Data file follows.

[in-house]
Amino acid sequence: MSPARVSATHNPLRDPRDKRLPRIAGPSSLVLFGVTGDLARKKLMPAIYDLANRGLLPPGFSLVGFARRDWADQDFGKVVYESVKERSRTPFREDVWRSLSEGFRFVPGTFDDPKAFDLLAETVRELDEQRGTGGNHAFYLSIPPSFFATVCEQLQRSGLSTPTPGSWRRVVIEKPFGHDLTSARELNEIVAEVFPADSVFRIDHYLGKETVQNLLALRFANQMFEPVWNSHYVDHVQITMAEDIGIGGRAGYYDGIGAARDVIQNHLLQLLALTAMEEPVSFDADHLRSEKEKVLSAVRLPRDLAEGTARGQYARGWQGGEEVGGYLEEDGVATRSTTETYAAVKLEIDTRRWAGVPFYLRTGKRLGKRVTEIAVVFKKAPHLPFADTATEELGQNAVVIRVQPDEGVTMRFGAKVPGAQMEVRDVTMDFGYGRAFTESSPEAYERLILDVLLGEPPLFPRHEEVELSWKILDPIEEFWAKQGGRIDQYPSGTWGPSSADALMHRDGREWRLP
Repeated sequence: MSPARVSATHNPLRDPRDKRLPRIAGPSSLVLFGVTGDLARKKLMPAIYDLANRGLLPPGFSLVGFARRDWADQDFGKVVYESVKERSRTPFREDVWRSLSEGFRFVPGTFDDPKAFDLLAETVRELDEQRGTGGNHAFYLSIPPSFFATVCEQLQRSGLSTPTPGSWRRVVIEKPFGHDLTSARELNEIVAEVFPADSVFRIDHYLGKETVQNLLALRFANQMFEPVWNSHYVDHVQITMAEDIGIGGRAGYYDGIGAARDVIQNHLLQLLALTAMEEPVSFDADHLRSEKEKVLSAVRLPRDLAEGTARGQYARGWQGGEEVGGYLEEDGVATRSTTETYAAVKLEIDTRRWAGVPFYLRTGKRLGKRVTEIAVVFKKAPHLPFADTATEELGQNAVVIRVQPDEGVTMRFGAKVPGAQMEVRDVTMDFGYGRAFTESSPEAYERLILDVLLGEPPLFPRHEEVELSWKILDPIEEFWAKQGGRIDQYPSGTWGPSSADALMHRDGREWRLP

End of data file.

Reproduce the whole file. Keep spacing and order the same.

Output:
[in-house]
Amino acid sequence: MSPARVSATHNPLRDPRDKRLPRIAGPSSLVLFGVTGDLARKKLMPAIYDLANRGLLPPGFSLVGFARRDWADQDFGKVVYESVKERSRTPFREDVWRSLSEGFRFVPGTFDDPKAFDLLAETVRELDEQRGTGGNHAFYLSIPPSFFATVCEQLQRSGLSTPTPGSWRRVVIEKPFGHDLTSARELNEIVAEVFPADSVFRIDHYLGKETVQNLLALRFANQMFEPVWNSHYVDHVQITMAEDIGIGGRAGYYDGIGAARDVIQNHLLQLLALTAMEEPVSFDADHLRSEKEKVLSAVRLPRDLAEGTARGQYARGWQGGEEVGGYLEEDGVATRSTTETYAAVKLEIDTRRWAGVPFYLRTGKRLGKRVTEIAVVFKKAPHLPFADTATEELGQNAVVIRVQPDEGVTMRFGAKVPGAQMEVRDVTMDFGYGRAFTESSPEAYERLILDVLLGEPPLFPRHEEVELSWKILDPIEEFWAKQGGRIDQYPSGTWGPSSADALMHRDGREWRLP
Repeated sequence: MSPARVSATHNPLRDPRDKRLPRIAGPSSLVLFGVTGDLARKKLMPAIYDLANRGLLPPGFSLVGFARRDWADQDFGKVVYESVKERSRTPFREDVWRSLSEGFRFVPGTFDDPKAFDLLAETVRELDEQRGTGGNHAFYLSIPPSFFATVCEQLQRSGLSTPTPGSWRRVVIEKPFGHDLTSARELNEIVAEVFPADSVFRIDHYLGKETVQNLLALRFANQMFEPVWNSHYVDHVQITMAEDIGIGGRAGYYDGIGAARDVIQNHLLQLLALTAMEEPVSFDADHLRSEKEKVLSAVRLPRDLAEGTARGQYARGWQGGEEVGGYLEEDGVATRSTTETYAAVKLEIDTRRWAGVPFYLRTGKRLGKRVTEIAVVFKKAPHLPFADTATEELGQNAVVIRVQPDEGVTMRFGAKVPGAQMEVRDVTMDFGYGRAFTESSPEAYERLILDVLLGEPPLFPRHEEVELSWKILDPIEEFWAKQGGRIDQYPSGTWGPSSADALMHRDGREWRLP